{
    Start-Sleep 5
    $loopTimeout -= 1
    $state = Get-ServiceFabricNode | Where-Object NodeName -eq $nodename | Select-Object -ExpandProperty NodeStatus
    Write-Host "Checking state... $state found"
}

# Exit if the node was unable to be disabled
if ($state -ne [System.Fabric.Query.NodeStatus]::Disabled)
{
    Write-Error "Disable failed with state $state"
}
else
{
    # Stop node
    $stopid = New-Guid
    Start-ServiceFabricNodeTransition -Stop -OperationId $stopid -NodeName $nodename -NodeInstanceId $nodeid -StopDurationInSeconds 300

    $state = (Get-ServiceFabricNodeTransitionProgress -OperationId $stopid).State
    $loopTimeout = 10

    # Watch the transaction
    while (($state -eq [System.Fabric.TestCommandProgressState]::Running) -and ($loopTimeout -ne 0))
    {
        Start-Sleep 5
        $state = (Get-ServiceFabricNodeTransitionProgress -OperationId $stopid).State
        Write-Host "Checking state... $state found"
    }

    if ($state -ne [System.Fabric.TestCommandProgressState]::Completed)
    {
        Write-Error "Stop transaction failed with $state"
    }
    else
    {
        # Remove the node from the cluster
        Remove-ServiceFabricNodeState -NodeName $nodename -TimeoutSec 300 -Force
    }
}

In the sfctl code below, the following command is used to get the node-name value of the last-created node: sfctl node list --query "sort_by(items[*], &name)[-1].name"

# Inform the node that it is going to be removed
sfctl node disable --node-name _nt1vm_5 --deactivation-intent 4 -t 300

# Stop the node using a random guid as our operation id
sfctl node transition --node-instance-id 131541348482680775 --node-name _nt1vm_5 --node-transition-type Stop --operation-id c17bb4c5-9f6c-4eef-950f-3d03e1fef6fc --stop-duration-in-seconds 14400 -t 300

# Remove the node from the cluster
sfctl node remove-state --node-name _nt1vm_5

Tip

Use the following sfctl queries to check the status of each step

Check deactivation status sfctl node list --query "sort_by(items[*], &name)[-1].nodeDeactivationInfo"

Check stop status sfctl node list --query "sort_by(items[*], &name)[-1].isStopped"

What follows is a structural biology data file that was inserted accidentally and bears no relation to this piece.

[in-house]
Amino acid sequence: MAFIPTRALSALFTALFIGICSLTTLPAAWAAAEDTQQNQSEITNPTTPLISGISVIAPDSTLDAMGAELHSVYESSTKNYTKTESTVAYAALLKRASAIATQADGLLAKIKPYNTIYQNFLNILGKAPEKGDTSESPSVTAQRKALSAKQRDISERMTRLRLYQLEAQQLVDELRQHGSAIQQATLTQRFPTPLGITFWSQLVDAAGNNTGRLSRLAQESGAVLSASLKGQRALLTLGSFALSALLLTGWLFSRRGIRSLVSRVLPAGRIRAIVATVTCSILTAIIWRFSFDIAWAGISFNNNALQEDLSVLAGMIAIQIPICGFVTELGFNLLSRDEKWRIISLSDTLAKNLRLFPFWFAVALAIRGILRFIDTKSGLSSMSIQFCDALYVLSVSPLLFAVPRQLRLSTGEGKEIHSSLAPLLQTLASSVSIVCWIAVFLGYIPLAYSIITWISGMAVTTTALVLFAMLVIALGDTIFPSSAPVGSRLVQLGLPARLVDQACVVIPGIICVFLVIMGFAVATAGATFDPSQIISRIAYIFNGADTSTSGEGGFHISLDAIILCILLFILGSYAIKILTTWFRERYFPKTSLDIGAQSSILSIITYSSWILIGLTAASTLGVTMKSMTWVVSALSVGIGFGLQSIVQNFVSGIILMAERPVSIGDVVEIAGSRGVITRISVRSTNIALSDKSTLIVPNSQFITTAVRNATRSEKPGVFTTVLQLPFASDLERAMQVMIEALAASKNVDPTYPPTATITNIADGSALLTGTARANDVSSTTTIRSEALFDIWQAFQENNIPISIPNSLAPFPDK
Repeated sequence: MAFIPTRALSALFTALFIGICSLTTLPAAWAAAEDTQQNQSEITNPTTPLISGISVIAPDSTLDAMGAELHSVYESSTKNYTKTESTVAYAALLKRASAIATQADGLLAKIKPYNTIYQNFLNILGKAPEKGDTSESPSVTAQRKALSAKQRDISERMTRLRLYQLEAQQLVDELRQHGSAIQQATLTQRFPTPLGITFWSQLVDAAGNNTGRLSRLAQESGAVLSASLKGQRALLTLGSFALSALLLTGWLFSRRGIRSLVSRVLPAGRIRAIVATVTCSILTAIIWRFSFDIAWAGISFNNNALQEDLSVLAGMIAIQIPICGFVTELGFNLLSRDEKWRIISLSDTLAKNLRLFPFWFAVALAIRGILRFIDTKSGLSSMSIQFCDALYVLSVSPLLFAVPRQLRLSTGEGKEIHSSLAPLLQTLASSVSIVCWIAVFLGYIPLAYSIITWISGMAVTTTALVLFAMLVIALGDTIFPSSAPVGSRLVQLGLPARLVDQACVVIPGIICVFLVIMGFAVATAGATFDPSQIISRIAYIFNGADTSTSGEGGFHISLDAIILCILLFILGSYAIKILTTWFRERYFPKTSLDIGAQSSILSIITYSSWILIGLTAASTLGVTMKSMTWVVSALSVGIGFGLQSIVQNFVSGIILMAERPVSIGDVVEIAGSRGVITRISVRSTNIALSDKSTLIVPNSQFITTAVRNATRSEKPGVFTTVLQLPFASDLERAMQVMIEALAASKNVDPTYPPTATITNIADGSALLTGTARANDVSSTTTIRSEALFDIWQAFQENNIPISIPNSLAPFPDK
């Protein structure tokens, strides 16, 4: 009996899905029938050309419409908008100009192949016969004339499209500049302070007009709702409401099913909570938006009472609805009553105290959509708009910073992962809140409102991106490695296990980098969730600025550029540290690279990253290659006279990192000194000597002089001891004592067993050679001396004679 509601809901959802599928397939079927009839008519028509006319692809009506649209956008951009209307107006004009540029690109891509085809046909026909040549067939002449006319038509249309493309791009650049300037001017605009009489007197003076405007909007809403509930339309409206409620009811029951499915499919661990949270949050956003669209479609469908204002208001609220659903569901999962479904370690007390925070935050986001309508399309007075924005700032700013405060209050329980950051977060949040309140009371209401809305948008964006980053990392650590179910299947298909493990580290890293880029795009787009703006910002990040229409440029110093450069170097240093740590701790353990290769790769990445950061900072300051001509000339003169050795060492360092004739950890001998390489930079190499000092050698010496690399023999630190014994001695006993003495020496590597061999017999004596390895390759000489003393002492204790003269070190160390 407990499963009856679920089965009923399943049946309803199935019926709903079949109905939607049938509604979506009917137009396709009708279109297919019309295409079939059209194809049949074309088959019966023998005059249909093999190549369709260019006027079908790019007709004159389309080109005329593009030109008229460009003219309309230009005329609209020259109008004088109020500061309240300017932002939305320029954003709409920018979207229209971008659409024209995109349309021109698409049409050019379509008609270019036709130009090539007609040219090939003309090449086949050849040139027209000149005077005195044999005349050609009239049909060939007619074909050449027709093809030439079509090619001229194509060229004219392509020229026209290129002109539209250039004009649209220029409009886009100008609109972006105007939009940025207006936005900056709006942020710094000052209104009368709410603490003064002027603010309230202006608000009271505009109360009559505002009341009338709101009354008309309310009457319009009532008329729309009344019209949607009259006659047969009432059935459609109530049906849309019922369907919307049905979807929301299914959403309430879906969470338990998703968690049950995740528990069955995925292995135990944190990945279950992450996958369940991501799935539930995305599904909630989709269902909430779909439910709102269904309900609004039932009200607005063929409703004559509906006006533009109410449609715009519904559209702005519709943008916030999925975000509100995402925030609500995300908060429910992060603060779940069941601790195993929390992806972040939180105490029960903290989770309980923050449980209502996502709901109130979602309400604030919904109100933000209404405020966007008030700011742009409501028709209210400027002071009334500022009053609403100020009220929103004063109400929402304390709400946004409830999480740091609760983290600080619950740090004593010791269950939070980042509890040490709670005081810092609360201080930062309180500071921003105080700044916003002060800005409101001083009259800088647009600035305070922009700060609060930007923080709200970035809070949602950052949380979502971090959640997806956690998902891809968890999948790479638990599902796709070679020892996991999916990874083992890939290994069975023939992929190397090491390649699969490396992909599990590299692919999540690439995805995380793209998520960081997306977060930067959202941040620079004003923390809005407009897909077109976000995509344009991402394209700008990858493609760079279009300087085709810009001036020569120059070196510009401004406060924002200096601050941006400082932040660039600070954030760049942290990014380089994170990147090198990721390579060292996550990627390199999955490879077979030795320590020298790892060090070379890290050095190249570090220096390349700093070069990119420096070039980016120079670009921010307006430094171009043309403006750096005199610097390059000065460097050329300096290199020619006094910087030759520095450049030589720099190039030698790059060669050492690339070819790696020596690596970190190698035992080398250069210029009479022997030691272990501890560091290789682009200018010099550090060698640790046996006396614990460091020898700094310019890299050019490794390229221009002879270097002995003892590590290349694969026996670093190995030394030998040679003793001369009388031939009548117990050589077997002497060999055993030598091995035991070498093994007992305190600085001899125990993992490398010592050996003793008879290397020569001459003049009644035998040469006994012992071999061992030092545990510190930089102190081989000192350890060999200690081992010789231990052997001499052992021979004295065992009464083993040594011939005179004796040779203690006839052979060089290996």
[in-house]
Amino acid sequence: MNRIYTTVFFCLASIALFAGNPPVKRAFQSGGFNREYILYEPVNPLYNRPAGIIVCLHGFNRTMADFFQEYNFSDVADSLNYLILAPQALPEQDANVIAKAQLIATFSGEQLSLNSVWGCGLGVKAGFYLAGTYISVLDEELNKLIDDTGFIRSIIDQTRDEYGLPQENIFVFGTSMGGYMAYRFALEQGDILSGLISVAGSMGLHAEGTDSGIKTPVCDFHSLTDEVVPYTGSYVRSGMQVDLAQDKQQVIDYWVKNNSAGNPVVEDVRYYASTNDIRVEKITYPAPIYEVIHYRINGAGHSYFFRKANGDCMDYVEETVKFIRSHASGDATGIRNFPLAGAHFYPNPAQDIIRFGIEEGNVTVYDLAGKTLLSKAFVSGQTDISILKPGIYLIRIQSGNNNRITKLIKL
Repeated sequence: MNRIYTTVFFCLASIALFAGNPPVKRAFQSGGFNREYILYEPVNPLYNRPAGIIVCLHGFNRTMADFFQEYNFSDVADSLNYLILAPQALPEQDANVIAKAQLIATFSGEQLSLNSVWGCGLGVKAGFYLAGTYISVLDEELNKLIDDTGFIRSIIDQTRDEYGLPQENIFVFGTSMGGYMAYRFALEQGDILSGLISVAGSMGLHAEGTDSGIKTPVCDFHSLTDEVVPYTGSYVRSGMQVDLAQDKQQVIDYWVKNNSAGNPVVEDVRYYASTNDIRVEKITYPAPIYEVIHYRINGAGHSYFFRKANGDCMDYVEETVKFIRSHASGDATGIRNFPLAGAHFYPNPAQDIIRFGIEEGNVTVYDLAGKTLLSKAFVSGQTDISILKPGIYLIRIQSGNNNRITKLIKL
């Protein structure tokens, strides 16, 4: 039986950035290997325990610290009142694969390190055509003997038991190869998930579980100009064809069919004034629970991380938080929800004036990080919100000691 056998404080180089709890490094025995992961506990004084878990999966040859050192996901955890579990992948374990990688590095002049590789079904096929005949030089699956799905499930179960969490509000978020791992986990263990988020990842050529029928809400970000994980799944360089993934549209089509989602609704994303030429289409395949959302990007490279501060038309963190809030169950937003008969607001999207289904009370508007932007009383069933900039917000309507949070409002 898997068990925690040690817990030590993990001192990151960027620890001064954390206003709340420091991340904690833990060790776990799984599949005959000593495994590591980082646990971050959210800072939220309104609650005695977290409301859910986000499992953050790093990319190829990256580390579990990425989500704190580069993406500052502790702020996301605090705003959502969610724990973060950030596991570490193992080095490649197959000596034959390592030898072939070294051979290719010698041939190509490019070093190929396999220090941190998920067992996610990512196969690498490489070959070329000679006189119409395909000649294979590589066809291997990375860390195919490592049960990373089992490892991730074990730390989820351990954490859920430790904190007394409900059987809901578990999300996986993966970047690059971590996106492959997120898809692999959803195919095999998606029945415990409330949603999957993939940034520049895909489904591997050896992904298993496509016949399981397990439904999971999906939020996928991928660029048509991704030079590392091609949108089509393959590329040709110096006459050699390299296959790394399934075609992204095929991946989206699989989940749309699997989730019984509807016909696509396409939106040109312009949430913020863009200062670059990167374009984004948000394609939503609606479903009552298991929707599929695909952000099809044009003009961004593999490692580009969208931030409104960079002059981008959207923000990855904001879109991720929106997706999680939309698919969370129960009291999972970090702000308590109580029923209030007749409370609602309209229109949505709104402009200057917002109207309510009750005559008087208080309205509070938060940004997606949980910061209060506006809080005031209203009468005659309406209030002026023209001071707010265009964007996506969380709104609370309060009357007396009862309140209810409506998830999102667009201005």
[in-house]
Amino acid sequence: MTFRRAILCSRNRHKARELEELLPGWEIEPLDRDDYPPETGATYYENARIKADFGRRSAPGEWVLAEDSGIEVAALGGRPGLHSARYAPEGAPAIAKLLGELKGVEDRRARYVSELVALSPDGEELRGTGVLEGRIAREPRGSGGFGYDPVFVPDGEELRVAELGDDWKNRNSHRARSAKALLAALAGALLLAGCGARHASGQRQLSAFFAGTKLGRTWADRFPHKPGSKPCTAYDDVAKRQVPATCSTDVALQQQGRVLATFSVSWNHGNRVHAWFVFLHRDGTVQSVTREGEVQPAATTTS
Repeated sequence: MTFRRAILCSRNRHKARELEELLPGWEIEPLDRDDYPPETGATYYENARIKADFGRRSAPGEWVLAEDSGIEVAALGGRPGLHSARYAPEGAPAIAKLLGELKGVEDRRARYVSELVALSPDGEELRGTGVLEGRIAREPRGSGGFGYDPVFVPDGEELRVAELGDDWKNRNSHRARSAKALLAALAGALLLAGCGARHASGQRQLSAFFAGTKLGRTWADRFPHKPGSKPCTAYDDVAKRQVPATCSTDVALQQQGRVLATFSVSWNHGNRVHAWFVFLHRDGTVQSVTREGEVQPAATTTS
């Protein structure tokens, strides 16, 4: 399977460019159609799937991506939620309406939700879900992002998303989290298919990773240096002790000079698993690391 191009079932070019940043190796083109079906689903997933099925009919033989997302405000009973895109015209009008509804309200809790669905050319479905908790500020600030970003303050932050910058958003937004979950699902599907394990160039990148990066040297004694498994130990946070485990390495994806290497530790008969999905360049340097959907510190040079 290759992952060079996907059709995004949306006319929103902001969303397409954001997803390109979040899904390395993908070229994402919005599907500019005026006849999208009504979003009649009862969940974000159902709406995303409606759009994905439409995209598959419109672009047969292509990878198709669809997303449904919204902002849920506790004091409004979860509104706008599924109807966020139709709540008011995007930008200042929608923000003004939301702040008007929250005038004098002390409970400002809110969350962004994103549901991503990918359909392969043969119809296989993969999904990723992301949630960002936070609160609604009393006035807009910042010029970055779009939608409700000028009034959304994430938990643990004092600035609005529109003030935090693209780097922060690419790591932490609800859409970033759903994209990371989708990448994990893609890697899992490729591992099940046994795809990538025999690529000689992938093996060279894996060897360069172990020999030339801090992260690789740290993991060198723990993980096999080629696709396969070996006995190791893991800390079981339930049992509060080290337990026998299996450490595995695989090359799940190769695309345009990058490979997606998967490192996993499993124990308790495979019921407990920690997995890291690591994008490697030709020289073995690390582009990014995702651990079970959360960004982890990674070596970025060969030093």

Scale in the scale set

Now that the Service Fabric node has been removed from the cluster, the virtual machine scale set can be scaled in. In the example below, the scale set capacity is reduced by 1.

$scaleset = Get-AzVmss -ResourceGroupName SFCLUSTERTUTORIALGROUP -VMScaleSetName nt1vm
$scaleset.Sku.Capacity -= 1

Update-AzVmss -ResourceGroupName SFCLUSTERTUTORIALGROUP -VMScaleSetName nt1vm -VirtualMachineScaleSet $scaleset

This code sets the capacity to 5.

# Get the name of the node with
az vmss list-instances -n nt1vm -g sfclustertutorialgroup --query [*].name

# Use the name to scale
az vmss scale -g sfclustertutorialgroup -n nt1vm --new-capacity 5

Behaviors you may observe in Service Fabric Explorer

When you scale up a cluster the Service Fabric Explorer will reflect the number of nodes (virtual machine scale set instances) that are part of the cluster. However, when you scale a cluster down you will see the removed node/VM instance displayed in an unhealthy state unless you call Remove-ServiceFabricNodeState cmd with the appropriate node name.

Here is the explanation for this behavior.

The nodes listed in Service Fabric Explorer are a reflection of what the Service Fabric system services (FM specifically) knows about the number of nodes the cluster had/has. When you scale the virtual machine scale set down, the VM was deleted but FM system service still thinks that the node (that was mapped to the VM that was deleted) will come back. So Service Fabric Explorer continues to display that node (though the health state may be error or unknown).

In order to make sure that a node is removed when a VM is removed, you have two options:

  1. Choose a durability level of Gold or Silver for the node types in your cluster, which gives you the infrastructure integration. Which will then automatically remove the nodes from our system services (FM) state when you scale down. Refer to the details on durability levels here

  2. Once the VM instance has been scaled down, you need to call the Remove-ServiceFabricNodeState cmdlet.

Note

Service Fabric clusters require a certain number of nodes to be up at all the time in order to maintain availability and preserve state - referred to as "maintaining quorum." So, it is typically unsafe to shut down all the machines in the cluster unless you have first performed a full backup of your state.

Next steps

Read the following to also learn about planning cluster capacity, upgrading a cluster, and partitioning services: